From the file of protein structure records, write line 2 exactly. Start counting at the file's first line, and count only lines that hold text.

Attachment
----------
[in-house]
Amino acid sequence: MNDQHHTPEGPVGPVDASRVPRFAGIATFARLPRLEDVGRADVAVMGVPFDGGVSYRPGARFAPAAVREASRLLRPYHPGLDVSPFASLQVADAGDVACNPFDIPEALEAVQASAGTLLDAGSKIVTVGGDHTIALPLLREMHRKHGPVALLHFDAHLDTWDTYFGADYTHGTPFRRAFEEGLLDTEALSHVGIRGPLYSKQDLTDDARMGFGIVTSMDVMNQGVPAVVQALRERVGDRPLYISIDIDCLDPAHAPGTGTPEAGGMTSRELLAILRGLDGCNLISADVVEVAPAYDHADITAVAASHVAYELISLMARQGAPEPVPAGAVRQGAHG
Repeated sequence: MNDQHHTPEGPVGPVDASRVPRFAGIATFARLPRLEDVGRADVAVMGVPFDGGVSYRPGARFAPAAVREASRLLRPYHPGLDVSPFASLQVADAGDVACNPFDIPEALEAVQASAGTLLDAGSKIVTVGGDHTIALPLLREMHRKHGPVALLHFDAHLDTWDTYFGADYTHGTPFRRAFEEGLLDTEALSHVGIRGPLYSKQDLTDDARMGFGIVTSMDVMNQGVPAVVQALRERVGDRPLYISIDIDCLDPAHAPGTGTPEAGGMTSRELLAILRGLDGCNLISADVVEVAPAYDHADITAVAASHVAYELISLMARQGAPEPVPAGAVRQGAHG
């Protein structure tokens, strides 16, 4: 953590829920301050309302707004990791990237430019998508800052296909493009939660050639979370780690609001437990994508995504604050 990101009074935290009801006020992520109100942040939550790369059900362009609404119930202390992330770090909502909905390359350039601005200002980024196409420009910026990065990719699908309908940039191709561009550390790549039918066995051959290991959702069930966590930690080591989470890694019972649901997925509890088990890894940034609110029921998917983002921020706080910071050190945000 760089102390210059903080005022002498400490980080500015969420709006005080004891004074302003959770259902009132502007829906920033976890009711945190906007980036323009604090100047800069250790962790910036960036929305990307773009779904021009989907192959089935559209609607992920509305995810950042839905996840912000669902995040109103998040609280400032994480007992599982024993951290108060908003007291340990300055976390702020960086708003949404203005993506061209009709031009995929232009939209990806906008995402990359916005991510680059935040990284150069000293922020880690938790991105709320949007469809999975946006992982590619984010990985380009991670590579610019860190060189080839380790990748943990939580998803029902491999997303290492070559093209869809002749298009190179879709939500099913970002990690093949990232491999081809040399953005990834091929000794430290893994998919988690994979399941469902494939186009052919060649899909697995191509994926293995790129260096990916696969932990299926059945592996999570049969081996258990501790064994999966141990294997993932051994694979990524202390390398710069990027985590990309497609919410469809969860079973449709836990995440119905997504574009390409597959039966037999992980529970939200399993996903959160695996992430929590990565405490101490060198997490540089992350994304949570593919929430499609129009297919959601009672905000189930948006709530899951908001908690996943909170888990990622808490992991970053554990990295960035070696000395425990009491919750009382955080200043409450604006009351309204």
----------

Amino acid sequence: MNDQHHTPEGPVGPVDASRVPRFAGIATFARLPRLEDVGRADVAVMGVPFDGGVSYRPGARFAPAAVREASRLLRPYHPGLDVSPFASLQVADAGDVACNPFDIPEALEAVQASAGTLLDAGSKIVTVGGDHTIALPLLREMHRKHGPVALLHFDAHLDTWDTYFGADYTHGTPFRRAFEEGLLDTEALSHVGIRGPLYSKQDLTDDARMGFGIVTSMDVMNQGVPAVVQALRERVGDRPLYISIDIDCLDPAHAPGTGTPEAGGMTSRELLAILRGLDGCNLISADVVEVAPAYDHADITAVAASHVAYELISLMARQGAPEPVPAGAVRQGAHG